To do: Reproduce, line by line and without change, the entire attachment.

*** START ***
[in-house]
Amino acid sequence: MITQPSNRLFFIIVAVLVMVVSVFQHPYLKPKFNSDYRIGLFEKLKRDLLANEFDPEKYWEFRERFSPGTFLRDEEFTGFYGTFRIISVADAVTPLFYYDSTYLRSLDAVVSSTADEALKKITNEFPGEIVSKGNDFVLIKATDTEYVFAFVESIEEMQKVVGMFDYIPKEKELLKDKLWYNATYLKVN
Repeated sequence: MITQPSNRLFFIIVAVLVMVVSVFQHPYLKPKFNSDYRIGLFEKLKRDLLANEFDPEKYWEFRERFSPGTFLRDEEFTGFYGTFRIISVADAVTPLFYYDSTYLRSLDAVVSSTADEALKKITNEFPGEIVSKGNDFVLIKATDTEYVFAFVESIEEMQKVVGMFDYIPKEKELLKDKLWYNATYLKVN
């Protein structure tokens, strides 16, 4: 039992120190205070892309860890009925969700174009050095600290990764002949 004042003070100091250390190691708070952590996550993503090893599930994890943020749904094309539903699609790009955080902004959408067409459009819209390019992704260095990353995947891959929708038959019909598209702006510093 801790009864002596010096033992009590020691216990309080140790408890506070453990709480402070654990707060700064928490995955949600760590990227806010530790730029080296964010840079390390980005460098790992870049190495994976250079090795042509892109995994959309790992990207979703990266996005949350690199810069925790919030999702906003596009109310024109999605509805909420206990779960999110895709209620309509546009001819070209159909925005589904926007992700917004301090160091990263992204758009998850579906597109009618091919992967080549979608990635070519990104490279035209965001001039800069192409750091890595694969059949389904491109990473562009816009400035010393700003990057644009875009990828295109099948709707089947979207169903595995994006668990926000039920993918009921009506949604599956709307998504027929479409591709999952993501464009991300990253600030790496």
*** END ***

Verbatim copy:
[in-house]
Amino acid sequence: MITQPSNRLFFIIVAVLVMVVSVFQHPYLKPKFNSDYRIGLFEKLKRDLLANEFDPEKYWEFRERFSPGTFLRDEEFTGFYGTFRIISVADAVTPLFYYDSTYLRSLDAVVSSTADEALKKITNEFPGEIVSKGNDFVLIKATDTEYVFAFVESIEEMQKVVGMFDYIPKEKELLKDKLWYNATYLKVN
Repeated sequence: MITQPSNRLFFIIVAVLVMVVSVFQHPYLKPKFNSDYRIGLFEKLKRDLLANEFDPEKYWEFRERFSPGTFLRDEEFTGFYGTFRIISVADAVTPLFYYDSTYLRSLDAVVSSTADEALKKITNEFPGEIVSKGNDFVLIKATDTEYVFAFVESIEEMQKVVGMFDYIPKEKELLKDKLWYNATYLKVN
């Protein structure tokens, strides 16, 4: 039992120190205070892309860890009925969700174009050095600290990764002949 004042003070100091250390190691708070952590996550993503090893599930994890943020749904094309539903699609790009955080902004959408067409459009819209390019992704260095990353995947891959929708038959019909598209702006510093 801790009864002596010096033992009590020691216990309080140790408890506070453990709480402070654990707060700064928490995955949600760590990227806010530790730029080296964010840079390390980005460098790992870049190495994976250079090795042509892109995994959309790992990207979703990266996005949350690199810069925790919030999702906003596009109310024109999605509805909420206990779960999110895709209620309509546009001819070209159909925005589904926007992700917004301090160091990263992204758009998850579906597109009618091919992967080549979608990635070519990104490279035209965001001039800069192409750091890595694969059949389904491109990473562009816009400035010393700003990057644009875009990828295109099948709707089947979207169903595995994006668990926000039920993918009921009506949604599956709307998504027929479409591709999952993501464009991300990253600030790496």